When Does a Company Need to Issue Stock Certificates?
07 August, 2017
A stock certificate is a legal document certifying ownership of a specific number of share or stock in a corporation. Stock certificates include information such as an identification number, the number of share owned, the date, a corporate seal, signatures, etc.
In the past, stock certificates were required when stock was issued by a corporation or transferred by a shareholder. It was essential when seeking to prove that the shareholder was entitled to dividends. Over the years the need for the actual stock certificates has diminished as business law has involved. Furthermore, businesses keep their records entirely electronically.
However, there are some instances when entities need to issue stock certificates.
When should a company issue stock certificates?
Nowadays, many companies issue a holding statement rather than stock certificates. From the legal point of view, laws vary slightly from state to state, but most states allow companies to opt out of issuing stock certificates. For example, if you set up a company in Delaware and you don't want to issue stock certificates, you will be required to include provisions in its articles of incorporation and bylaws for electronic recordkeeping. If the company doesn't include these provisions, the stock certificates must be issued.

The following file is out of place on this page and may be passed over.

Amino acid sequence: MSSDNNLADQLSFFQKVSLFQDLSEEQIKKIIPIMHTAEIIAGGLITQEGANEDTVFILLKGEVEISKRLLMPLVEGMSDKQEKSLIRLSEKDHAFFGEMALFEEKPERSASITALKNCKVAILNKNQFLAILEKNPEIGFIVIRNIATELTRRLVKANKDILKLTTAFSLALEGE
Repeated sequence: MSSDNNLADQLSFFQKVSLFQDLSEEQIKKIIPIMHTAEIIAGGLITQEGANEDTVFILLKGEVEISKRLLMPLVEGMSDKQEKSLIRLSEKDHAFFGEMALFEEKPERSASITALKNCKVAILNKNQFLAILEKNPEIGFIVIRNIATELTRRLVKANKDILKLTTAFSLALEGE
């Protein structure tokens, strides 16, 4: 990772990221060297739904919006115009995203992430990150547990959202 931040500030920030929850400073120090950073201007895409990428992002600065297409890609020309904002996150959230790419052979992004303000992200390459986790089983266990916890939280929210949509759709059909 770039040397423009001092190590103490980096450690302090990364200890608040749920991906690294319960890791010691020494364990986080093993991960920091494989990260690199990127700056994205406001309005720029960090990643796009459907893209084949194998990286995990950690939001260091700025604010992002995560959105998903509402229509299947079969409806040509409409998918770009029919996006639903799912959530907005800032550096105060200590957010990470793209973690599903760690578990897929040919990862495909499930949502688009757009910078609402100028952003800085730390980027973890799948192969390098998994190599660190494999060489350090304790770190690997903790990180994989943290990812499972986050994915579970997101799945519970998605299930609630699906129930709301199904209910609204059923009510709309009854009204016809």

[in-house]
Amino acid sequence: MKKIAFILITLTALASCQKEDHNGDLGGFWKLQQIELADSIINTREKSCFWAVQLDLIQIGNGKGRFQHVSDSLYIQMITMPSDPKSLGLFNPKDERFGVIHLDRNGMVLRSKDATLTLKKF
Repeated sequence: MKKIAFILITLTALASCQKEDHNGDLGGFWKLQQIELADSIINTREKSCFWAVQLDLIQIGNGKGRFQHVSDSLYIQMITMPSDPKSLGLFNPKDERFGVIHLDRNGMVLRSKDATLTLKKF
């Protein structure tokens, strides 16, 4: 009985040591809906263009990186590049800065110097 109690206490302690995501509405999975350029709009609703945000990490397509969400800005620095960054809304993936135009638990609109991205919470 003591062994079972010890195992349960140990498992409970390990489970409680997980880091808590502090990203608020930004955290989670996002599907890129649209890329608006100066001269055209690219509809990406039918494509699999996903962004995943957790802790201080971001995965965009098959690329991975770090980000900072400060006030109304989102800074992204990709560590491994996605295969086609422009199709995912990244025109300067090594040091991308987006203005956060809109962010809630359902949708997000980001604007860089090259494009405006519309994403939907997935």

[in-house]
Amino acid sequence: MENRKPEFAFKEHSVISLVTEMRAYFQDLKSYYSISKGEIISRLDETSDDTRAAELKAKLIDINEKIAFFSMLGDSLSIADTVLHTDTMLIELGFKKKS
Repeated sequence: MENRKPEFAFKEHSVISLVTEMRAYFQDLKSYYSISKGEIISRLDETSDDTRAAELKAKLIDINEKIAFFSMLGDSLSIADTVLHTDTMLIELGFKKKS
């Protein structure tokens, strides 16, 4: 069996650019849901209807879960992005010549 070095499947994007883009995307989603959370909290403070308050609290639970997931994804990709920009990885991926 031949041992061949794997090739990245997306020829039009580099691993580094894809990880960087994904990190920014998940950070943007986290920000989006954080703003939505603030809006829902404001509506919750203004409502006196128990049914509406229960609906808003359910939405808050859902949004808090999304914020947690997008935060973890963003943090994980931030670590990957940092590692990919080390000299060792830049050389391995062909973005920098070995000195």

On the other hand, entities still benefit from issuing stock certificates. Shareholders may feel more comfortable with stock certificates signifying their ownership. Therefore, it can help businesses to attract more investors. Additionally, the issuing of stock certificates can clearly denote the transfer rights, voting rights, and other rights and exclusions.
The company may issue a stock with any type of restriction attached to it. It is necessary it clearly states the restrictions, such as voting rights or transfer rights. The issued stock must include a written statement with the specific restriction and the transferee must be aware of this restriction. If the stock certificate doesn't clearly denote the restriction, it cannot be enforced against the transferee.
Although issuing stock certificates is no longer required by law in most states, it still in a corporation's best interest to do so. Issuing stock certificates will help ensure that the company is in compliance with the law, attract more investors, and allow the entity to have enforceable right and restrictions on its stocks.
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